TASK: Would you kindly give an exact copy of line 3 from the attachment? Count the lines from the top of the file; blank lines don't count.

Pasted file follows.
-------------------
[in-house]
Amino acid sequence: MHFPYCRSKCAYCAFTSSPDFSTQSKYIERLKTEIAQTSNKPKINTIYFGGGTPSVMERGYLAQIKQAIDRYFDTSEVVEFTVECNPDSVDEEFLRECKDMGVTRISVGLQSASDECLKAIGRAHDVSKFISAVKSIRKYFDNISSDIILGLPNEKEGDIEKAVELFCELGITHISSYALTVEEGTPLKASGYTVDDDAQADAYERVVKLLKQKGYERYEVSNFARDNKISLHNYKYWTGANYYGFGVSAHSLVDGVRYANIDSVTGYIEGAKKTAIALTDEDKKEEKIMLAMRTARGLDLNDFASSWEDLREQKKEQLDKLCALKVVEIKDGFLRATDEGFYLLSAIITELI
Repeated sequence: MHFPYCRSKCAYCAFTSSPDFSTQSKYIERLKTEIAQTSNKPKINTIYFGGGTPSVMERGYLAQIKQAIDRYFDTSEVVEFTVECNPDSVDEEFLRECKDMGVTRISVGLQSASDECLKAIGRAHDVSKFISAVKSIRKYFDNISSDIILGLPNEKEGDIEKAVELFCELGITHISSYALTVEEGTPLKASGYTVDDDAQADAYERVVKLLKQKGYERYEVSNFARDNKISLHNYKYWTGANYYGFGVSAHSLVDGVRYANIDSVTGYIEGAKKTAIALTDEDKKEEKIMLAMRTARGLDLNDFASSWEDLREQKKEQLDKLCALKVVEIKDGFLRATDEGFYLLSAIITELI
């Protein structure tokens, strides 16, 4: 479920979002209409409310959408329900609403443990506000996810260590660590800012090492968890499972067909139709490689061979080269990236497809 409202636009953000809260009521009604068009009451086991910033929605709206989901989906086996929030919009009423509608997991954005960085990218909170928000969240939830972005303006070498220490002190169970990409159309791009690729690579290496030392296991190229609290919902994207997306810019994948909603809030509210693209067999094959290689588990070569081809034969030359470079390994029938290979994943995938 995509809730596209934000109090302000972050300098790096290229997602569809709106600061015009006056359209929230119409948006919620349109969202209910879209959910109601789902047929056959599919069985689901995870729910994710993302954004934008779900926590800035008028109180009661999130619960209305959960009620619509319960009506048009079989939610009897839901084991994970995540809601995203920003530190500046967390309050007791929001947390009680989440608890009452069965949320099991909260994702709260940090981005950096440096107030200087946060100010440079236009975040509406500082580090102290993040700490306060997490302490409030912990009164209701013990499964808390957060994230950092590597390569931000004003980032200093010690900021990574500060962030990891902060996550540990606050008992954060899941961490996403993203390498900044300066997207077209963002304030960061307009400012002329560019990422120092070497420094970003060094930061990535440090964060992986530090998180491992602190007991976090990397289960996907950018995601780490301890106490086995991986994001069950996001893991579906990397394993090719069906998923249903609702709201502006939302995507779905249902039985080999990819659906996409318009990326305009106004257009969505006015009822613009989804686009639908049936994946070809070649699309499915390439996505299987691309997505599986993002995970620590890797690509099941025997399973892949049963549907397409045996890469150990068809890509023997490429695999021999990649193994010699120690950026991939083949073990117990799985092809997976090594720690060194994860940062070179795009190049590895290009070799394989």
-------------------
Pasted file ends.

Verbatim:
Repeated sequence: MHFPYCRSKCAYCAFTSSPDFSTQSKYIERLKTEIAQTSNKPKINTIYFGGGTPSVMERGYLAQIKQAIDRYFDTSEVVEFTVECNPDSVDEEFLRECKDMGVTRISVGLQSASDECLKAIGRAHDVSKFISAVKSIRKYFDNISSDIILGLPNEKEGDIEKAVELFCELGITHISSYALTVEEGTPLKASGYTVDDDAQADAYERVVKLLKQKGYERYEVSNFARDNKISLHNYKYWTGANYYGFGVSAHSLVDGVRYANIDSVTGYIEGAKKTAIALTDEDKKEEKIMLAMRTARGLDLNDFASSWEDLREQKKEQLDKLCALKVVEIKDGFLRATDEGFYLLSAIITELI